3 min read
How Early Can You Take a Pregnancy Test

How Early Can You Take a Pregnancy Test? The Real Answers Here!

One of the most anxious moments women go through is taking the pregnancy test. It gets confusing as to when you should take it, and if you can get accurate results as soon as possible! So, how early can you take a pregnancy test, anyway? Read on to learn about the accuracy of pregnancy tests and how early you can take them. How Early Can You Take a Pregnancy Test? Unfortunately, you can’t take a pregnancy test and expect it to be accurate immediately after intercourse.  You are only able to take a pregnancy test and expect accurate results anytime after you experience a late period. This is when they work the best, which is why it’s recommended to take a pregnancy test if you experience a missed period and had sexual intercourse recently.   If you have an irregular period, or can't wait until your next period to find out, then the rule of thumb is to take a pregnancy test two to three weeks after your last sexual intercourse. This is the earliest time you can take a pregnancy test that shows accurate results. Pregnancy tests claim to work even before a missed period, though the results aren’t as accurate. If you come across “easy results” pregnancy tests, this may still be too early for you to get an accurate result, especially since all of our bodies are different and have different menstrual cycles and fertility phases.  If you take it too soon, such as a week after intercourse or before your period is due, then you may get a false negative. You will need to take another test after a week or two if so.  For those who are a bit confused about when to take pregnancy tests, there are online calculators that can help you. Simply put in the day your last period began and your average cycle length, and it will give you the earliest date you can take a pregnancy test. Another thing to take note of is the time of the day you should take the test for accuracy. It's much better to take it first thing in the morning, at least a day after your period is late. Your urine is more concentrated the moment you wake up, giving you more accurate results The Test AccuracyWhen you read and follow the instructions carefully, you get 99% accuracy when doing the pregnancy test on the day you miss your period. However, the 99% accuracy doesn't apply when doing the test early. Furthermore, some of these 99% accuracy claims may not even be true! Research studies have shown that the tests can be between 46-89% accurate. That’s why it’s best to take the pregnancy test when you miss your period and another test for confirmation.  For those who received a positive result, it’s best to check with your doctor for confirmation. This is when you can begin asking for advice and what steps to take. How About a Blood Test?Besides the usual over-the-counter pregnancy test, you can also go for a blood test. There are two types of blood tests to consider, which are: Qualitative tests measure if you have the minimum amount of pregnancy hormones in your blood to indicate you are pregnantQuantitative tests measure the exact amount of pregnancy hormone in the blood, which usually shows the progress of your pregnancy These also do not provide an accurate result when done too early. It is only best to take a blood test if you have gotten negative at-home pregnancy tests but still missed your period by a few days. As always, call your doctor if you are uncertain about any pregnancy test results or if you have any symptoms or issues.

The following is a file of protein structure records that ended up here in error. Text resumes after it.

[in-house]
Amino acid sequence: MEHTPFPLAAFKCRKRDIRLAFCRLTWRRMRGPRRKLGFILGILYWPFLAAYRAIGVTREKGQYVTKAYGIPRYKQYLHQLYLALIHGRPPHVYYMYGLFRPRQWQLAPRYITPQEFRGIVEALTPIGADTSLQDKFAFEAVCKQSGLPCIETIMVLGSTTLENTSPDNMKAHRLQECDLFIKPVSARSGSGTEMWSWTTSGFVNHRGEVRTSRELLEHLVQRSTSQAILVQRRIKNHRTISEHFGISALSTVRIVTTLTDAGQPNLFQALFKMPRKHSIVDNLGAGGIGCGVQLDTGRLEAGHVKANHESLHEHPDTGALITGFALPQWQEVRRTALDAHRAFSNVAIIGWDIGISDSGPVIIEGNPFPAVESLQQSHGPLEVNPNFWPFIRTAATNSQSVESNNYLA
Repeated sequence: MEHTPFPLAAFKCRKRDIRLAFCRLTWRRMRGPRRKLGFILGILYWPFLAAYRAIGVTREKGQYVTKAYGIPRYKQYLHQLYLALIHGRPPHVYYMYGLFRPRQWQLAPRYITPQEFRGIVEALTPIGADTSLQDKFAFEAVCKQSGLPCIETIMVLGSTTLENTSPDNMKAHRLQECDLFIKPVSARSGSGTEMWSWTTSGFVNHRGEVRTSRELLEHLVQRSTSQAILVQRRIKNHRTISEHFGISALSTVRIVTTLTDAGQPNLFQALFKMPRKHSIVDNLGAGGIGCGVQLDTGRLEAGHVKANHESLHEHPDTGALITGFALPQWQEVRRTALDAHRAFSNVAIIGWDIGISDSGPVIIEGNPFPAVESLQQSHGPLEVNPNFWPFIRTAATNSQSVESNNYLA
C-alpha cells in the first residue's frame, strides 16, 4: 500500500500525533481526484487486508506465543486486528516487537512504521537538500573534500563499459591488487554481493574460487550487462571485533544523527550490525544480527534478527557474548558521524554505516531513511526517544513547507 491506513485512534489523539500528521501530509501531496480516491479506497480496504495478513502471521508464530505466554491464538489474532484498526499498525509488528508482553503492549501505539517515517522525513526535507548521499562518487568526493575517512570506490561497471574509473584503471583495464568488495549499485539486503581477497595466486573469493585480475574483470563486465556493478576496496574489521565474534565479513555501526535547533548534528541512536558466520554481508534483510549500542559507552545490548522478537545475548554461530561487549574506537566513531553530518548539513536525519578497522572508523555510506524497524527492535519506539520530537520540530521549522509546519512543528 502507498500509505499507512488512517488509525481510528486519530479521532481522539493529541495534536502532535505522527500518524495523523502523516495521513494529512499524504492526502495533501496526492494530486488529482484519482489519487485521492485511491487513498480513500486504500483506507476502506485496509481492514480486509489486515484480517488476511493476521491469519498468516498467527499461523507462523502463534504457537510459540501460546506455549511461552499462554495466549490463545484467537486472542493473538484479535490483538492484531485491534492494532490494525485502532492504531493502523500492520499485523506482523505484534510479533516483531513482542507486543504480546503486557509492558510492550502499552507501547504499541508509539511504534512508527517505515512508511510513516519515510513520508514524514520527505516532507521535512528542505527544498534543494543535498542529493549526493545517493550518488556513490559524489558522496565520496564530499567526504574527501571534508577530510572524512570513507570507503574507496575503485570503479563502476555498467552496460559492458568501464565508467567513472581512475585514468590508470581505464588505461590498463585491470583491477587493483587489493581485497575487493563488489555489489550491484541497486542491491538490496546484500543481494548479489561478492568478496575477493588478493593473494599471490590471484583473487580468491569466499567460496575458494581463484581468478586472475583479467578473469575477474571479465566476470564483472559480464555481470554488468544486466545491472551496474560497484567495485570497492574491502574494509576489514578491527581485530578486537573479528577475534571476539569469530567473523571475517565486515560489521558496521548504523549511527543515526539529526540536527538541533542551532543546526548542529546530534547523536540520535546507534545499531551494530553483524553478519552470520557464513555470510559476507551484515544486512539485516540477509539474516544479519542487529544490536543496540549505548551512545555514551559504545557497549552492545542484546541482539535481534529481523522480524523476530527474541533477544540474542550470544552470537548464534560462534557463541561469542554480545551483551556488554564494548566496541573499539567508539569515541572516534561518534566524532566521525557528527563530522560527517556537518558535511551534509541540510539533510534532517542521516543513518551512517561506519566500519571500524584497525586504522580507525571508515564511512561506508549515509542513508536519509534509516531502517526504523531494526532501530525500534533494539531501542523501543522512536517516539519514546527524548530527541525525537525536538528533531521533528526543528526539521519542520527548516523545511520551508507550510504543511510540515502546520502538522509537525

4 min read
Serena Williams pregnancy story

Life or Death: On Being Pregnant and Black